« Reply #24 on: October 30, 2013, 11:54:27 pm »
You know, Nigel, I'm thinking back to that BookFace thread where I got butthurt and you were probably right. Sticking a single gene into a plant to make it produce a pesticide is a rather crude solution. It's a band aid, really. Any pest insect species subjected to a strong enough selection pressure will develop resistance eventually. Equally crude is giving plants herbicide resistance. These are quick fixes. These are first generation transgenic plants, much like the first generation of automobiles, or the first generation of airplanes, or the first generation of computers. They WORK, and at the time they look cool. But remember watching those movies from the 1950s and seeing those clunky gigantic mainframe supercomputers, and thinking that all of that computing technology could now be held in the palm of your hand? Yeah.

Monsanto is playing the first generation game. They have the big boxy supercomputers. But the Rice Initiative is making smartphones.

The irony, of course, being that unless we overcome the problems with food distribution and politicking that are the root of most famine, being able to produce more nutritious and more efficient crops is itself nothing more than a token gesture. Africa has enough arable land to feed the entire world using ordinary crops and ordinary sustainable farming methods, yet is home to some of the most food-poor regions in the world. For some reason people are married to the idea that we have a shortage of farmland, or will face one soon, but not only is farmland being abandoned on a mass scale, but the prices at which big agriculture is able to produce more cheap food (due in part to government subsidies) are driving small farmers out of business all over the world.

I appreciate the idealism behind the research, and I appreciate research for its own sake, but I seriously doubt that more food cheaper is going to result in an improved situation, unless major institutional changes accompany it.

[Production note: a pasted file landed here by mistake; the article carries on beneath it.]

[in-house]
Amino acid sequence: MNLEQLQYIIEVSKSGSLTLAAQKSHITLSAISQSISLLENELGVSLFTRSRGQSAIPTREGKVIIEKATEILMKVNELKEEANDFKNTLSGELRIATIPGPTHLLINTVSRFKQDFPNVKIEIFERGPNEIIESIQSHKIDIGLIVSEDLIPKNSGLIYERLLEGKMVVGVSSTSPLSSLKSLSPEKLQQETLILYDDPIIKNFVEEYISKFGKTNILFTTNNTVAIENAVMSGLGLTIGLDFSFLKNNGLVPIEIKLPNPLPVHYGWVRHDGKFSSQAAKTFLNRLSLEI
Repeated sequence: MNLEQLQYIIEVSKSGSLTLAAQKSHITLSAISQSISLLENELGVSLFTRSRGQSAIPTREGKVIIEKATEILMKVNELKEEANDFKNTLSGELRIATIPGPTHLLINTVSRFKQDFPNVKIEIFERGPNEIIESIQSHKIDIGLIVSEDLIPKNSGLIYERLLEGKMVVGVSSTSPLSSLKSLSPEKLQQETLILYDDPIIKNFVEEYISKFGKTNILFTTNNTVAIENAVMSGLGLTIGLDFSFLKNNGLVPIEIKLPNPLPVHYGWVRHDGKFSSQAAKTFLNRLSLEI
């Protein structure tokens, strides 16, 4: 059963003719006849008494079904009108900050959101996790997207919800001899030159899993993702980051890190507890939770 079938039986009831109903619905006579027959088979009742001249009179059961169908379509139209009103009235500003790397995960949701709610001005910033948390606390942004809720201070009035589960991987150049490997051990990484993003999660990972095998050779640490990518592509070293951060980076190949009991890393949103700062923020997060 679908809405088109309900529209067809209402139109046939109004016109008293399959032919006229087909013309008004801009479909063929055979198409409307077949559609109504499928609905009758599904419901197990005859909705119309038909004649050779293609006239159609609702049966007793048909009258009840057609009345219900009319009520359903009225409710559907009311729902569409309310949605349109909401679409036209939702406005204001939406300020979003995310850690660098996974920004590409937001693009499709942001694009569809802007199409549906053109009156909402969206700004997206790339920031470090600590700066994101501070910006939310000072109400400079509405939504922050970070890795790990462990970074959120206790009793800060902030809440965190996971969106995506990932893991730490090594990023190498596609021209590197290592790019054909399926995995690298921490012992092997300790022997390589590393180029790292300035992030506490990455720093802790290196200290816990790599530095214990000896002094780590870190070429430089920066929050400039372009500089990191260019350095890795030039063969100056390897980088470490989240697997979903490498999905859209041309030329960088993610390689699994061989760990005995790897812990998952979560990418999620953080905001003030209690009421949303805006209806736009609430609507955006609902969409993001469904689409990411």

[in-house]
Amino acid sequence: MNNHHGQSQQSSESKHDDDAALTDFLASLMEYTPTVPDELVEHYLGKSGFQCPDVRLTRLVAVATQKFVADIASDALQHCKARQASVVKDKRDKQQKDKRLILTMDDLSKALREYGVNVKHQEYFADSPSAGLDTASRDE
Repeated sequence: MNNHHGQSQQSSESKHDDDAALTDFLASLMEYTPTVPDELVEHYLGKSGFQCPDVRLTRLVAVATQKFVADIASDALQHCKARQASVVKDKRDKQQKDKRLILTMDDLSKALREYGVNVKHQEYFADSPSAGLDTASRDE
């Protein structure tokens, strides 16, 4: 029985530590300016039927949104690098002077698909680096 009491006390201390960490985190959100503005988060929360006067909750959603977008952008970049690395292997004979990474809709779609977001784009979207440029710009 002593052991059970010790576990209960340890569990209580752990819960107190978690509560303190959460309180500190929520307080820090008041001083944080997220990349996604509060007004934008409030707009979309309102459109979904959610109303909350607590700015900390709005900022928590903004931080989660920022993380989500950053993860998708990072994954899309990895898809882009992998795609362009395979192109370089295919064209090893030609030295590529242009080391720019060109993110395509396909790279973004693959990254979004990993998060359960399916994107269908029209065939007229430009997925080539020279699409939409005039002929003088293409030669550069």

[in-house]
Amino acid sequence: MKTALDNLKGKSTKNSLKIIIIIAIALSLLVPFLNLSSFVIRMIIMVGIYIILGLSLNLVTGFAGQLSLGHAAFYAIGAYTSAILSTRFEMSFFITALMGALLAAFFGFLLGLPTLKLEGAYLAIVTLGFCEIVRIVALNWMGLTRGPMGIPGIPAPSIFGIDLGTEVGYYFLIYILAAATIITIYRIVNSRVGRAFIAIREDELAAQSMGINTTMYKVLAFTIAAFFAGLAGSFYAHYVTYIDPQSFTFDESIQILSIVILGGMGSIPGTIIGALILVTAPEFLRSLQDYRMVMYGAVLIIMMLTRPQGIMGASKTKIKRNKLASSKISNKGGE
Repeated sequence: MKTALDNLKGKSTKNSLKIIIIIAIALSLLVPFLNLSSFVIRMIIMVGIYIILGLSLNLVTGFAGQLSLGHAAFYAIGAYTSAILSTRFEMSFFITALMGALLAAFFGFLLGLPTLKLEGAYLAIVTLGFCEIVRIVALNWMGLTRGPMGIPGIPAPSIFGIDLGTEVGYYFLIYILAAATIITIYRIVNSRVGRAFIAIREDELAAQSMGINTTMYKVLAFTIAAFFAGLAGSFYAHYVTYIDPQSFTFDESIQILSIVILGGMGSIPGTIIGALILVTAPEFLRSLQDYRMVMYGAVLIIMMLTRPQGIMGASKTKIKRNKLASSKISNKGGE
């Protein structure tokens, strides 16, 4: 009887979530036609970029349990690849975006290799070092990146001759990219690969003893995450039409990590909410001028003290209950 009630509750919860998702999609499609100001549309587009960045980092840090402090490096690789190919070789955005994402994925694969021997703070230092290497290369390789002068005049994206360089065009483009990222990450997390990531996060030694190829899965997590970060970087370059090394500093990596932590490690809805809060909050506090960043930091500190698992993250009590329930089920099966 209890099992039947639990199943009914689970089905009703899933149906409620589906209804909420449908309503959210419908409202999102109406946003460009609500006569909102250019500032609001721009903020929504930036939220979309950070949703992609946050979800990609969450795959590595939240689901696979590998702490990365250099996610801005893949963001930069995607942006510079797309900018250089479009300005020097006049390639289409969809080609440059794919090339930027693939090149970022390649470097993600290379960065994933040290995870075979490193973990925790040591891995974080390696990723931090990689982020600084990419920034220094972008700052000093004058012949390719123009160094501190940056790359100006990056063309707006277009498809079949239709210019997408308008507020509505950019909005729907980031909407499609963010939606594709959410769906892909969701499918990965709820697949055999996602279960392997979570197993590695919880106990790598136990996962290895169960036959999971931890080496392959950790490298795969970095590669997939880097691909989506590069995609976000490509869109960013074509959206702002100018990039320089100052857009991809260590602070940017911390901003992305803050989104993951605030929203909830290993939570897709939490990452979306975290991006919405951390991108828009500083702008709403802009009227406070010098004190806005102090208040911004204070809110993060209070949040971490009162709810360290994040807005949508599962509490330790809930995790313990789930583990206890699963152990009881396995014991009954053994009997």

Cain has the right of this one.  The problem is primarily political.
" It's just that Depeche Mode were a bunch of optimistic loveburgers."
- TGRR, shaming himself forever, 7/8/2017

 "Billy, when I say that ethics is our number one priority and safety is also our number one priority, you should take that to mean exactly what I said. Also quality. That's our number one priority as well. Don't look at me that way, you're in the corporate world now and this is how it works."
- TGRR, raising the bar at work.

Mesozoic Mister Nigel

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Re: something NEW* to fight about
« Reply #25 on: October 30, 2013, 11:55:23 pm »
I'M NOT CAIN!

Although I do wish Cain was here.  :cry:
Im guessing it was January 2007, a meeting in Bethesda, we got a bag of bees and just started smashing them on the desk, Charles Wick said. It was very complicated.


Kai

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Re: something NEW* to fight about
« Reply #26 on: October 30, 2013, 11:58:00 pm »
You know, Nigel, I'm thinking back to that BookFace thread where I got butthurt and you were probably right. Sticking a single gene into a plant to make it produce a pesticide is a rather crude solution. It's a band aid, really. Any pest insect species subjected to a strong enough selection pressure will develop resistance eventually. Equally crude is giving plants herbicide resistance. These are quick fixes. These are first generation transgenic plants, much like the first generation of automobiles, or the first generation of airplanes, or the first generation of computers. They WORK, and at the time they look cool. But remember watching those movies from the 1950s and seeing those clunky gigantic mainframe supercomputers, and thinking that all of that computing technology could now be held in the palm of your hand? Yeah.

Monsanto is playing the first generation game. They have the big boxy supercomputers. But the Rice Initiative is making smartphones.